- Build something. Using play dough or clay, children can collaborate on making a zoo, a pet shop, a bakery, a house, or a toyshop. Encourage them to help each other create the animals and objects that they want in their setting. Ask the kids to describe how they each contributed to the project.
Acting Things Out
Research shows that children develop important skills through make-believe. In restaurant play, for example, kids increase their vocabulary as they learn words such as "menu," "waitress," and "bill." They learn to be flexible, substituting objects for those they do not have on hand, and to sequence and put events in order (you can't serve the food until you cook it). And, most important, when children are involved in dramatic play, they're strengthening their social skills and learning to share, take turns, and cooperate.
- Prop up play. Give your children and their playmates some simple props to use in dramatic play: empty food containers; wooden spoons; pots and pans; paper plates; old clothes and shoes; hats; index cards and markers; and old phones and typewriters. These items can spark kids' imaginations and spur them to share ideas for collaborative dramatizations.
- Start a business. Encourage children to set up a pretend store, zoo, restaurant, or other establishment. Help them think of and create the materials they'll need. Children can decide who will be in their place and what role each of them will take. Point out how many different people need to pitch in and help out to make this business work.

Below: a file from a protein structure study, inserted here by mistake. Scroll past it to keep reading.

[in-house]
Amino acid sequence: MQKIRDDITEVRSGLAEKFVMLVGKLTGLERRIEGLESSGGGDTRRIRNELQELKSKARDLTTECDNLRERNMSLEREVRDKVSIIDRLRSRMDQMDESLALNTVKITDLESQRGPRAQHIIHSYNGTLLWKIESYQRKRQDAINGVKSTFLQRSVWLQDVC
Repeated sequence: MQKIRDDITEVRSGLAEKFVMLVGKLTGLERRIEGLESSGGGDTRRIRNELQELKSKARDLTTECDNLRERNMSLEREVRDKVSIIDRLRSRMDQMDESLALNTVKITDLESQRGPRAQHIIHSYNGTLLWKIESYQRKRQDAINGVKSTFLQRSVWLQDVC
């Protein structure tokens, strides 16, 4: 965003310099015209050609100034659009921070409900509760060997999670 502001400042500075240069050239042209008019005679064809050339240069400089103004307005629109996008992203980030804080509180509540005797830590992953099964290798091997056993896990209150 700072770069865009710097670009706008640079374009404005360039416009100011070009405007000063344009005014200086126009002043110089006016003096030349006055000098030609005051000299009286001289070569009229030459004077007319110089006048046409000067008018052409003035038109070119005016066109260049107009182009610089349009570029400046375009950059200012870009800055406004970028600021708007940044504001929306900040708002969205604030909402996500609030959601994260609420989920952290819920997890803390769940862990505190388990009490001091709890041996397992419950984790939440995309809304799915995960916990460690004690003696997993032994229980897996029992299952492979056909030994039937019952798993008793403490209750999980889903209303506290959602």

- Dramatize stories. Bringing favorite tales to life is a sure-fire way to engage a group of youngsters. Let them pick a story and then create props, take on different roles, and act out the action. Working together, they'll be able to recreate their beloved story.
Toys to Share
Not all toys lend themselves to cooperative play — some are simply best for alone time. When your child is having friends over or playing with a sibling, it's best to provide toys and games that work well with small groups. Try putting out these playthings, all of which are easy to share:
- Musical instruments: From maracas to tambourines, using instruments together allows children to make music they couldn't create on their own. When kids form a band, they hear the power of collaborating.
- Cards: Playing basic card games and learning to follow simple rules is a big step toward cooperation for youngsters. At around the age of 4, children are able to put aside what they want to do and abide by the group's rules.
- Puppets, dolls, and stuffed animals: Playmates can bring inanimate pals to life and act out tales and adventures with more than one character.
- Children's books: Kids love sharing cherished stories. Encourage them to each take on a different character's voice and make the sounds described in the story as they read or retell the tale together.
- Puzzles: Putting all the pieces in place is easier — and more enjoyable — when little problem solvers put their heads together.
- Figures, cars, and blocks: By building with blocks, adding figures, cars, road signs, and the like, children learn from one another's ideas and see how the power of group play can add fun.
- Dress-up clothes: Old hats, bags, shoes, and shirts are perfect props for letting children share imaginative ideas and transform themselves into an infinite roster of roles.